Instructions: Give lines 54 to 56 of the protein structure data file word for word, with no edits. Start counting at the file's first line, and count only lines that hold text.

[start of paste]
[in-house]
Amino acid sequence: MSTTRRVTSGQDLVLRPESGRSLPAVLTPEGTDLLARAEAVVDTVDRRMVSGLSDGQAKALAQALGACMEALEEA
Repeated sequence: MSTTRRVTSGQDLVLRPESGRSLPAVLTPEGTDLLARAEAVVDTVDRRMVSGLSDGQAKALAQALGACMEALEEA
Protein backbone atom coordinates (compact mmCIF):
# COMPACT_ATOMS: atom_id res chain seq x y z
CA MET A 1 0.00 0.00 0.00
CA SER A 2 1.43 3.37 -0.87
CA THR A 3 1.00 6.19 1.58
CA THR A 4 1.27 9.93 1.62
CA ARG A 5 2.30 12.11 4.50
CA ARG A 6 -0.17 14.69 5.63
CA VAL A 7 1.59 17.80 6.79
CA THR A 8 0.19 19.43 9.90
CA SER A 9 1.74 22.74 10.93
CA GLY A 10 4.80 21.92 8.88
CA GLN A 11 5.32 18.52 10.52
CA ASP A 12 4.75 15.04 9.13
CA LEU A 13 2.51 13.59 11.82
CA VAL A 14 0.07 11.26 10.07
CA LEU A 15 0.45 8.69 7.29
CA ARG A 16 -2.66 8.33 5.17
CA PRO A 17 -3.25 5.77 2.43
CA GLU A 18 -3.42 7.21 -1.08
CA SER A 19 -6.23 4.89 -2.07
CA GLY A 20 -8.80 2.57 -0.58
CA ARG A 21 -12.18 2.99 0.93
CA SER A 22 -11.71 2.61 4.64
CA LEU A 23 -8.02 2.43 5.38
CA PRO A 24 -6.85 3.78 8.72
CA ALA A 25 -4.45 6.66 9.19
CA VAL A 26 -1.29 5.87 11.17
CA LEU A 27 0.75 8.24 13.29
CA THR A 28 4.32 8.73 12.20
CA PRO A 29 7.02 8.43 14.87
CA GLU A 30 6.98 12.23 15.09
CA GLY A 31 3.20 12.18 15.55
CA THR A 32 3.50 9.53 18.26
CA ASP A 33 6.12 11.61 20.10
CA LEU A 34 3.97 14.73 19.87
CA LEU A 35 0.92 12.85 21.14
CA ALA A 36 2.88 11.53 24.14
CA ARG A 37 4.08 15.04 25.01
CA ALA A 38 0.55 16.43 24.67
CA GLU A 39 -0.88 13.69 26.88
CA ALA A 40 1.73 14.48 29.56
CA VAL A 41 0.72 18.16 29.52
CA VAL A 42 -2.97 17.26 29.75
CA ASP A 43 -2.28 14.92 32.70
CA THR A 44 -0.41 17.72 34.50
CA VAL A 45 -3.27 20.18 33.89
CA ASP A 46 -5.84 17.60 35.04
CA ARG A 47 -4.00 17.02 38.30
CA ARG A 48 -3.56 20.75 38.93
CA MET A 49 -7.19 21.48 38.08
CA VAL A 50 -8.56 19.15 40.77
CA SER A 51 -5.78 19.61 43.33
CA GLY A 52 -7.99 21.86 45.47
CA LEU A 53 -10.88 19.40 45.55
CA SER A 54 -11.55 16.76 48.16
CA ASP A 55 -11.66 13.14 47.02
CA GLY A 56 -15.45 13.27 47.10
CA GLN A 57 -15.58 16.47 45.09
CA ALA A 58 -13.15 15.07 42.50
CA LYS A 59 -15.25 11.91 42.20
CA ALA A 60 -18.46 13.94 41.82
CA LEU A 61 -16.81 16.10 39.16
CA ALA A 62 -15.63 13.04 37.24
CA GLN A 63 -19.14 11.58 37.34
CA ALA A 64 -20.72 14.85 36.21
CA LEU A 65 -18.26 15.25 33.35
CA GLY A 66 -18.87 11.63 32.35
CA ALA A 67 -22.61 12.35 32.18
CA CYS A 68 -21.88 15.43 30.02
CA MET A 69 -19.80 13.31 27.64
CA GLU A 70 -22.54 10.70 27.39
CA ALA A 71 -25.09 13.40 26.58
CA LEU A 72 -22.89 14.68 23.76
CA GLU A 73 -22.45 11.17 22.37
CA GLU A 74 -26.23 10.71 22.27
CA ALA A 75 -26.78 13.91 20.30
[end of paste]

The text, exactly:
CA MET A 49 -7.19 21.48 38.08
CA VAL A 50 -8.56 19.15 40.77
CA SER A 51 -5.78 19.61 43.33